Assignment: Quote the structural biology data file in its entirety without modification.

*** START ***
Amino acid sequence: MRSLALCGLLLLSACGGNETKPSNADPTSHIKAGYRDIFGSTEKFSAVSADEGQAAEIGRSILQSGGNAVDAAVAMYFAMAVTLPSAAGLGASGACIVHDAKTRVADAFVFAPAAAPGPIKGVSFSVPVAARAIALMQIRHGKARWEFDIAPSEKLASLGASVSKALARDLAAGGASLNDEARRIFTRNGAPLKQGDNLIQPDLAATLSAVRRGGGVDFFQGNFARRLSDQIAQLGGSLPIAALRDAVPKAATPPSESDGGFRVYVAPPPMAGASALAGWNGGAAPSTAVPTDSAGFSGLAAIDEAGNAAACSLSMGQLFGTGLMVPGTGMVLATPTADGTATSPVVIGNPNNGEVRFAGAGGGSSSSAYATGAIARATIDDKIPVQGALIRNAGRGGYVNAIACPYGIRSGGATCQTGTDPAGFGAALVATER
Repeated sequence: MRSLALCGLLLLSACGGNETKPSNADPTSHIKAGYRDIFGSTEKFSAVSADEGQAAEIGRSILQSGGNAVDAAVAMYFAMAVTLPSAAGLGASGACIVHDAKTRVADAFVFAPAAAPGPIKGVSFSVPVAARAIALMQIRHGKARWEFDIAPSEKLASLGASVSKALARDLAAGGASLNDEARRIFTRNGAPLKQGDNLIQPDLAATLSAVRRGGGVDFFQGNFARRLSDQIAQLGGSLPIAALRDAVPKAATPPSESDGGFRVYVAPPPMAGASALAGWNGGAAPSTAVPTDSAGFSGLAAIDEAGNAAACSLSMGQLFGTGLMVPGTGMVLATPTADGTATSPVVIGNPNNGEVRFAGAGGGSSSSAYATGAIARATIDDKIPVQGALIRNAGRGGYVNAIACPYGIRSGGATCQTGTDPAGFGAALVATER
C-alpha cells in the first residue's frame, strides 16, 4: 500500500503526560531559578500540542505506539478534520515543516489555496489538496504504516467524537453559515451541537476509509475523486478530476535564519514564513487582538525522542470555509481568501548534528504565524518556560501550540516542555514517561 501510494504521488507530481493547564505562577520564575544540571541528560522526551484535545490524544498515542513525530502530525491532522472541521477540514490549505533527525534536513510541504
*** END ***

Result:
Amino acid sequence: MRSLALCGLLLLSACGGNETKPSNADPTSHIKAGYRDIFGSTEKFSAVSADEGQAAEIGRSILQSGGNAVDAAVAMYFAMAVTLPSAAGLGASGACIVHDAKTRVADAFVFAPAAAPGPIKGVSFSVPVAARAIALMQIRHGKARWEFDIAPSEKLASLGASVSKALARDLAAGGASLNDEARRIFTRNGAPLKQGDNLIQPDLAATLSAVRRGGGVDFFQGNFARRLSDQIAQLGGSLPIAALRDAVPKAATPPSESDGGFRVYVAPPPMAGASALAGWNGGAAPSTAVPTDSAGFSGLAAIDEAGNAAACSLSMGQLFGTGLMVPGTGMVLATPTADGTATSPVVIGNPNNGEVRFAGAGGGSSSSAYATGAIARATIDDKIPVQGALIRNAGRGGYVNAIACPYGIRSGGATCQTGTDPAGFGAALVATER
Repeated sequence: MRSLALCGLLLLSACGGNETKPSNADPTSHIKAGYRDIFGSTEKFSAVSADEGQAAEIGRSILQSGGNAVDAAVAMYFAMAVTLPSAAGLGASGACIVHDAKTRVADAFVFAPAAAPGPIKGVSFSVPVAARAIALMQIRHGKARWEFDIAPSEKLASLGASVSKALARDLAAGGASLNDEARRIFTRNGAPLKQGDNLIQPDLAATLSAVRRGGGVDFFQGNFARRLSDQIAQLGGSLPIAALRDAVPKAATPPSESDGGFRVYVAPPPMAGASALAGWNGGAAPSTAVPTDSAGFSGLAAIDEAGNAAACSLSMGQLFGTGLMVPGTGMVLATPTADGTATSPVVIGNPNNGEVRFAGAGGGSSSSAYATGAIARATIDDKIPVQGALIRNAGRGGYVNAIACPYGIRSGGATCQTGTDPAGFGAALVATER
C-alpha cells in the first residue's frame, strides 16, 4: 500500500503526560531559578500540542505506539478534520515543516489555496489538496504504516467524537453559515451541537476509509475523486478530476535564519514564513487582538525522542470555509481568501548534528504565524518556560501550540516542555514517561 501510494504521488507530481493547564505562577520564575544540571541528560522526551484535545490524544498515542513525530502530525491532522472541521477540514490549505533527525534536513510541504